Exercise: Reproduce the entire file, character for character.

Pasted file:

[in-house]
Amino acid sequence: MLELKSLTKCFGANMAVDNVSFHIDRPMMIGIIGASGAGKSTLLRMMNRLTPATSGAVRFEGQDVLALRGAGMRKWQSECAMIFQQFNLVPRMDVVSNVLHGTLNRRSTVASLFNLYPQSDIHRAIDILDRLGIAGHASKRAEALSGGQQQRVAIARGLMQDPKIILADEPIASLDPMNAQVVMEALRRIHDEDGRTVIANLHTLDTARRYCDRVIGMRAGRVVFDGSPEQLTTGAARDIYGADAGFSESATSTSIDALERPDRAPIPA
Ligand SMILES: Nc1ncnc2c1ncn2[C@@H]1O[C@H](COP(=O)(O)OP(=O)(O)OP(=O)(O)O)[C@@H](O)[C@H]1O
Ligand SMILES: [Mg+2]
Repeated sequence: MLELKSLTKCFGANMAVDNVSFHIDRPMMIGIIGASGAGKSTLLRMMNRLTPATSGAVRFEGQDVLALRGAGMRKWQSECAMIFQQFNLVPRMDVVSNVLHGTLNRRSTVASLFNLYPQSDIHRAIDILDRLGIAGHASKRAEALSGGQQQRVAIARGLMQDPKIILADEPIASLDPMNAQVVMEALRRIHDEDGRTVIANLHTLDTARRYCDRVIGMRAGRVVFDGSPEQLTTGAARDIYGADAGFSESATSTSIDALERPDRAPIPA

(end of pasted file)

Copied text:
[in-house]
Amino acid sequence: MLELKSLTKCFGANMAVDNVSFHIDRPMMIGIIGASGAGKSTLLRMMNRLTPATSGAVRFEGQDVLALRGAGMRKWQSECAMIFQQFNLVPRMDVVSNVLHGTLNRRSTVASLFNLYPQSDIHRAIDILDRLGIAGHASKRAEALSGGQQQRVAIARGLMQDPKIILADEPIASLDPMNAQVVMEALRRIHDEDGRTVIANLHTLDTARRYCDRVIGMRAGRVVFDGSPEQLTTGAARDIYGADAGFSESATSTSIDALERPDRAPIPA
Ligand SMILES: Nc1ncnc2c1ncn2[C@@H]1O[C@H](COP(=O)(O)OP(=O)(O)OP(=O)(O)O)[C@@H](O)[C@H]1O
Ligand SMILES: [Mg+2]
Repeated sequence: MLELKSLTKCFGANMAVDNVSFHIDRPMMIGIIGASGAGKSTLLRMMNRLTPATSGAVRFEGQDVLALRGAGMRKWQSECAMIFQQFNLVPRMDVVSNVLHGTLNRRSTVASLFNLYPQSDIHRAIDILDRLGIAGHASKRAEALSGGQQQRVAIARGLMQDPKIILADEPIASLDPMNAQVVMEALRRIHDEDGRTVIANLHTLDTARRYCDRVIGMRAGRVVFDGSPEQLTTGAARDIYGADAGFSESATSTSIDALERPDRAPIPA